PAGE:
‘Think of the other people for once. That’s what this virus is about. It doesn’t care about your world ranking, or how much money you have.’
World no. 1 Ashleigh Barty will not play at the 2020 US Open – and Andy Murray expects more top players to withdraw.
The US Open is scheduled to be played behind closed doors in New York from 31 August-13 September, but the WTA world no. 1 will not be leading the women’s field.
Australia’s Barty announced on Thursday that she will not be travelling to the USA for the US Open or the Western & Southern Open, the tournament to be played the week before in the same location.
Barty’s statement read:
‘My team and I have decided that we won’t be travelling to the US for the Western and Southern Open and the US Open this year.
‘I love both events so it was a difficult decision but there are still significant risks involved due to Covid-19 and I don’t feel comfortable putting my team and I in that position.
‘I wish the USTA all the best for the tournaments and look forward to being back in the US next year.’
There have been over 4.5 million confirmed cases of COVID-19 reported in the USA and over 150,000 deaths. It is the hardest-hit nation in the world. The state of New York alone has had over 400,000 confirmed cases and more than 30,000 deaths.
Barty was a glaring absence on the player entry list for the Western & Southern Open, and many Australian players have expressed doubts about the prospect of travelling to the USA.
I love the US Open but it seems a little crazy that we’re still contemplating playing a grand slam there, right?
— John Millman (@johnhmillman) June 11, 2020
It is rumoured that the US Open is set to announce its final decision about whether or not it is going ahead on Friday, although organizers have insisted that the tournament will happen even after the cancellation of the Citi Open in Washington, D.C., due to be played two weeks before.
Andy Murray told media that he doesn’t expect Barty to be the last high-profile withdrawal.
‘I think we will see it quite a bit. I have heard some of the top male players aren’t going to play. I would expect that would be the case,’ Murray said, speaking at the Battle of the Brits Team Tennis tournament being played this week behind closed doors in Roehampton.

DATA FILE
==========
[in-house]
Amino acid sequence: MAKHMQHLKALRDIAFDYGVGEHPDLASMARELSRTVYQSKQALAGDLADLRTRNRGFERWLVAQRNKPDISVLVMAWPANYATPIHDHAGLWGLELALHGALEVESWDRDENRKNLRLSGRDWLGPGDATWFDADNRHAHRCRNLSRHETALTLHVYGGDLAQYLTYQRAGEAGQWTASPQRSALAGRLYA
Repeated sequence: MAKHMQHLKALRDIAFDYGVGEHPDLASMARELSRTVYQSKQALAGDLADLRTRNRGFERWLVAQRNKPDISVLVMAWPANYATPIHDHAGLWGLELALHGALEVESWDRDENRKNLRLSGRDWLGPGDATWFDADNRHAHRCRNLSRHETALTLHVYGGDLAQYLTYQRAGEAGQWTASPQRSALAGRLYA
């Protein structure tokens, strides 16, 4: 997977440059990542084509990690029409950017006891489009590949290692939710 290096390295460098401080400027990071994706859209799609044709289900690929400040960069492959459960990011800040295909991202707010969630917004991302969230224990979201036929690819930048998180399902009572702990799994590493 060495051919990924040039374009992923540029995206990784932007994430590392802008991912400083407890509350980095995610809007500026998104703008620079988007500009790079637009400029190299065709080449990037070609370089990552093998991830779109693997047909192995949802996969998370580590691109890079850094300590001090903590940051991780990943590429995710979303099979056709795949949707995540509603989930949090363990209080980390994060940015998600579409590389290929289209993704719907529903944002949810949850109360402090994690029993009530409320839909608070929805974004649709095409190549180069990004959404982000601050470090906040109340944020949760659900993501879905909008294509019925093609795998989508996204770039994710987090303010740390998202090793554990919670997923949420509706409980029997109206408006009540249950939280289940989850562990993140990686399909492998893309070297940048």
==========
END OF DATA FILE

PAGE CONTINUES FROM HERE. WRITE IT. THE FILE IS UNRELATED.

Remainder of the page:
‘It’s everyone’s personal decision. If they don’t feel safe, and don’t feel comfortable, travelling and going there and putting themselves and their team at an increased risk, then it’s completely understandable.
‘All of the players will have some reservations and it’s whether or not you feel comfortable taking that risk. Like I said the other day, my feeling is once we are inside that bubble they created, we will be okay. It’s more the international travel, and getting there which I will be a bit concerned about it.’
The top two men’s players in the world, Novak Djokovic and Rafael Nadal, were both on the Western & Southern Open entry list, but that’s no particular guarantee that they will play. It’s certain that Gael Monfils, Fabio Fognini and Stan Wawrinka, among other significant men’s players, will not be travelling to the USA.
On the women’s side, Serena Williams, Naomi Osaka and Karolina Pliskova are among those who have committed to play the Western & Southern Open and US Open, but world no. 2 Simona Halep remains a question mark. The Romanian recently pulled out of the Palermo Open, citing rising COVID-19 numbers in her native country and anxieties about international air travel.
Players who do not travel to the USA might still compete at the French Open, rescheduled for 27 September-11 October. Barty, who won her maiden major at Roland Garros in 2019, said that she has not yet decided whether or not to travel to defend her title.
‘I will make my decision on the French Open and the surrounding WTA European tournaments in the coming weeks,’ she said.
Former world no. 1 Andy Murray says he is ‘apprehensive’ about the 2020 US Open, but planning to play.
Murray and Johanna Konta, the WTA no. 14 and British no. 1, both believe that the US Open looks set to go ahead despite the global health crisis.
The Grand Slam is scheduled to be played behind closed doors in New York from 31 August-13 September, but opinion is split on whether or not it will take place and if it does, how many top players will travel for it.
‘Four or five weeks ago, we were pretty sceptical about it. But mentally at some stage you need to start preparing and planning for that.
‘If it wasn’t happening, my schedule for practising, my rehab, would all be a bit different. Mentally I’m planning for it to go ahead.’